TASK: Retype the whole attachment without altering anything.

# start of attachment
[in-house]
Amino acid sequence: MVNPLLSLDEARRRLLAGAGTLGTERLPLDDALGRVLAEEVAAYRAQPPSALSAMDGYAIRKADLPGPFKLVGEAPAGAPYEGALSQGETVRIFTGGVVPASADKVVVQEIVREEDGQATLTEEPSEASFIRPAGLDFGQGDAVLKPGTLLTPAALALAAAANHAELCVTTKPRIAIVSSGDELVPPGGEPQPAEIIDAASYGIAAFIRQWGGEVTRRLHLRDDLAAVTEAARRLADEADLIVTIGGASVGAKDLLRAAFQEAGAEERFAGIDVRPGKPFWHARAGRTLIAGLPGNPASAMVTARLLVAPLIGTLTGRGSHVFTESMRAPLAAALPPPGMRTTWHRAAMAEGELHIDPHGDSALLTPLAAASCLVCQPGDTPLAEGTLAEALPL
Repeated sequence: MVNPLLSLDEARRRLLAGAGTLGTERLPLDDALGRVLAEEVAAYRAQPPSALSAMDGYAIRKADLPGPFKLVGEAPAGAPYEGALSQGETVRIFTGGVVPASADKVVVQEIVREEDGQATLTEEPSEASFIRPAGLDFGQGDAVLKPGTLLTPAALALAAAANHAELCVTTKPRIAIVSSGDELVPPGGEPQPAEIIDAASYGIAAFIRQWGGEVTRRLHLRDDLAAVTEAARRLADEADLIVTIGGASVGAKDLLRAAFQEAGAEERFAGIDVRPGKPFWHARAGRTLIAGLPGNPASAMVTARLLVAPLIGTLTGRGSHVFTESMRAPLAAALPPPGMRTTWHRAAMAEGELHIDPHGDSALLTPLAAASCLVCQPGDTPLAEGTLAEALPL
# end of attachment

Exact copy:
[in-house]
Amino acid sequence: MVNPLLSLDEARRRLLAGAGTLGTERLPLDDALGRVLAEEVAAYRAQPPSALSAMDGYAIRKADLPGPFKLVGEAPAGAPYEGALSQGETVRIFTGGVVPASADKVVVQEIVREEDGQATLTEEPSEASFIRPAGLDFGQGDAVLKPGTLLTPAALALAAAANHAELCVTTKPRIAIVSSGDELVPPGGEPQPAEIIDAASYGIAAFIRQWGGEVTRRLHLRDDLAAVTEAARRLADEADLIVTIGGASVGAKDLLRAAFQEAGAEERFAGIDVRPGKPFWHARAGRTLIAGLPGNPASAMVTARLLVAPLIGTLTGRGSHVFTESMRAPLAAALPPPGMRTTWHRAAMAEGELHIDPHGDSALLTPLAAASCLVCQPGDTPLAEGTLAEALPL
Repeated sequence: MVNPLLSLDEARRRLLAGAGTLGTERLPLDDALGRVLAEEVAAYRAQPPSALSAMDGYAIRKADLPGPFKLVGEAPAGAPYEGALSQGETVRIFTGGVVPASADKVVVQEIVREEDGQATLTEEPSEASFIRPAGLDFGQGDAVLKPGTLLTPAALALAAAANHAELCVTTKPRIAIVSSGDELVPPGGEPQPAEIIDAASYGIAAFIRQWGGEVTRRLHLRDDLAAVTEAARRLADEADLIVTIGGASVGAKDLLRAAFQEAGAEERFAGIDVRPGKPFWHARAGRTLIAGLPGNPASAMVTARLLVAPLIGTLTGRGSHVFTESMRAPLAAALPPPGMRTTWHRAAMAEGELHIDPHGDSALLTPLAAASCLVCQPGDTPLAEGTLAEALPL